Archive for the ‘Testing’ Category
Here at MyHIVAIDSAwareness.com, we focus on researching credible and trustworthy sources of information. Our team thoroughly reviews the mountains of data – some opinion and some fact – to present simple personal solutions that can make a difference in living with HIV/AIDS.
We come across a tremendous amount of information that can be sometimes confusing and contradictory. We have identified these 25 things that you should know because they impact your actions and what path you take.
I have shared a favorite quote before, but I’d like to share it again. “There’s a difference between knowing the path and walking the path.” ~Morpheus
DAY 1: The truth about HIV testing
The standard HIV test looks for the presence of HIV antibodies in your blood. It doesn’t test for the presence of the virus in your system. This means a lot when you are talking about knowing your status for sure.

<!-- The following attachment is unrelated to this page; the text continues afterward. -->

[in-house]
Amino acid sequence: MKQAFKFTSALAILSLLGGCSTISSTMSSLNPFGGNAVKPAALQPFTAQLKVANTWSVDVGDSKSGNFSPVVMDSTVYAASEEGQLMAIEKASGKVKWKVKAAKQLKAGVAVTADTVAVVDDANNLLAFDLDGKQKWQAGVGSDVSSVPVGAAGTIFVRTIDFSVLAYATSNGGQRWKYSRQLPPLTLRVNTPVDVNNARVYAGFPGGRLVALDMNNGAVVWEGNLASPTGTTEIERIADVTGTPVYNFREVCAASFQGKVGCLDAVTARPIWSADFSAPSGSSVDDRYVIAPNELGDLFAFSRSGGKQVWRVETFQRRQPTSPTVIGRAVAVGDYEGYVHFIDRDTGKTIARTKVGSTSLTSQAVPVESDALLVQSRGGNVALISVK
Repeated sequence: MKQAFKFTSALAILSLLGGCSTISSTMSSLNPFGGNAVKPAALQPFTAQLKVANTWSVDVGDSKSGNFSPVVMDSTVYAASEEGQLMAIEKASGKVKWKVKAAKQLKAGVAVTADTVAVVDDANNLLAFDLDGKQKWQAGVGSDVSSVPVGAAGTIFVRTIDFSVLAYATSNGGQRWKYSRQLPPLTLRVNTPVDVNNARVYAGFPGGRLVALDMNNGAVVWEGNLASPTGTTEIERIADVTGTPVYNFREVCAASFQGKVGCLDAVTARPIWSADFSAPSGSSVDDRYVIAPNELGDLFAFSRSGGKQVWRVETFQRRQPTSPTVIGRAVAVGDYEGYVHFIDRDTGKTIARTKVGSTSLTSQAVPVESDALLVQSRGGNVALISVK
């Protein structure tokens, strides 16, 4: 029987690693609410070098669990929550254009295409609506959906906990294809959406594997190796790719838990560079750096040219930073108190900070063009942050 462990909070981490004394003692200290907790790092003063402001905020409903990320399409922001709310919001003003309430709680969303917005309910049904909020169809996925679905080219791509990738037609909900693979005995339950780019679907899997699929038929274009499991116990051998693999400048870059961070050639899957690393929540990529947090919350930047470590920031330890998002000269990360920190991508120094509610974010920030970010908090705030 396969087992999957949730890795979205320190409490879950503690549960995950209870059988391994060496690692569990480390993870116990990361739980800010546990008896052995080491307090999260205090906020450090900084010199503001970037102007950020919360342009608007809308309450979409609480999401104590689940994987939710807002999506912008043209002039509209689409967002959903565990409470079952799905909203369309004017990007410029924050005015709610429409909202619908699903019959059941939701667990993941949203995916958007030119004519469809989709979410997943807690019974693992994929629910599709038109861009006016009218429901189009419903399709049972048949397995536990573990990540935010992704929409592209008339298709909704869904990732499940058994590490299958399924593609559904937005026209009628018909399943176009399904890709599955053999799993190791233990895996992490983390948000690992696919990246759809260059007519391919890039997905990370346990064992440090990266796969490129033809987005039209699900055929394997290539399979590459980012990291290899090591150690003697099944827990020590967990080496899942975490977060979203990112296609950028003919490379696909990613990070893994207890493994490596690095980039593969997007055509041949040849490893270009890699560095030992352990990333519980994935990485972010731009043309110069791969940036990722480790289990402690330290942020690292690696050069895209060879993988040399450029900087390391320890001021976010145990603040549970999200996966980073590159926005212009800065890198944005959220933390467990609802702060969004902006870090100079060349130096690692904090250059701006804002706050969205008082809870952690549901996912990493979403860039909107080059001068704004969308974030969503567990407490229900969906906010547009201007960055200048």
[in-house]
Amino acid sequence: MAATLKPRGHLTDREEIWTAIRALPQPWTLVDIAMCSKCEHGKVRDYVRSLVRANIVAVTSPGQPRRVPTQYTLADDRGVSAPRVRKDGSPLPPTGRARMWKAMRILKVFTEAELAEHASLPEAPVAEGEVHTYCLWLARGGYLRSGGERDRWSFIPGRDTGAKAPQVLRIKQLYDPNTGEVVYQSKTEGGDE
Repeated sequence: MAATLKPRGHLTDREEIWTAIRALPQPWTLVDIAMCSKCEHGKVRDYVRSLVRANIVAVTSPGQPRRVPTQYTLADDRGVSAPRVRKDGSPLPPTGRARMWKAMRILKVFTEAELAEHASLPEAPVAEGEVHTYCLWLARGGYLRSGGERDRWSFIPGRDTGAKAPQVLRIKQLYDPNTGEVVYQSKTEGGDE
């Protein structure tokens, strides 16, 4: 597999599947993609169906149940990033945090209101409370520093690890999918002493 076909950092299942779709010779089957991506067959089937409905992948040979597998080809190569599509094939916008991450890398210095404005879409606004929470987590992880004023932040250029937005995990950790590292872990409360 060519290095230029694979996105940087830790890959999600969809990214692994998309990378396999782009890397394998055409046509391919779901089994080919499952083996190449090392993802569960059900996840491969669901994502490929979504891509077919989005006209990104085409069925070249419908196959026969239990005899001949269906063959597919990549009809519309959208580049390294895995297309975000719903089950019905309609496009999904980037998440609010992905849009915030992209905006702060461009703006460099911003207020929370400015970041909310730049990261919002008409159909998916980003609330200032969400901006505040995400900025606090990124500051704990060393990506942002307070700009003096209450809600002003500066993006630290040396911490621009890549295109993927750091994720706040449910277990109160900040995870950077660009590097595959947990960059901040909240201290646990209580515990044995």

Why is this important to you?
If you are infected with HIV, your body responds by producing special proteins to fight the infection. These are called antibodies and are part of your immune system response. An HIV antibody test looks for these antibodies in your blood, saliva or urine. If antibodies to HIV are detected in your body, it means you have been infected with HIV.
It takes most people 6 – 12 weeks to develop detectable HIV antibodies after infection. Very rarely, it can take up to 6 months and that usually means you have some other auto-immune disorder. It is very unlikely that it would take longer than 6 months to develop antibodies in your body.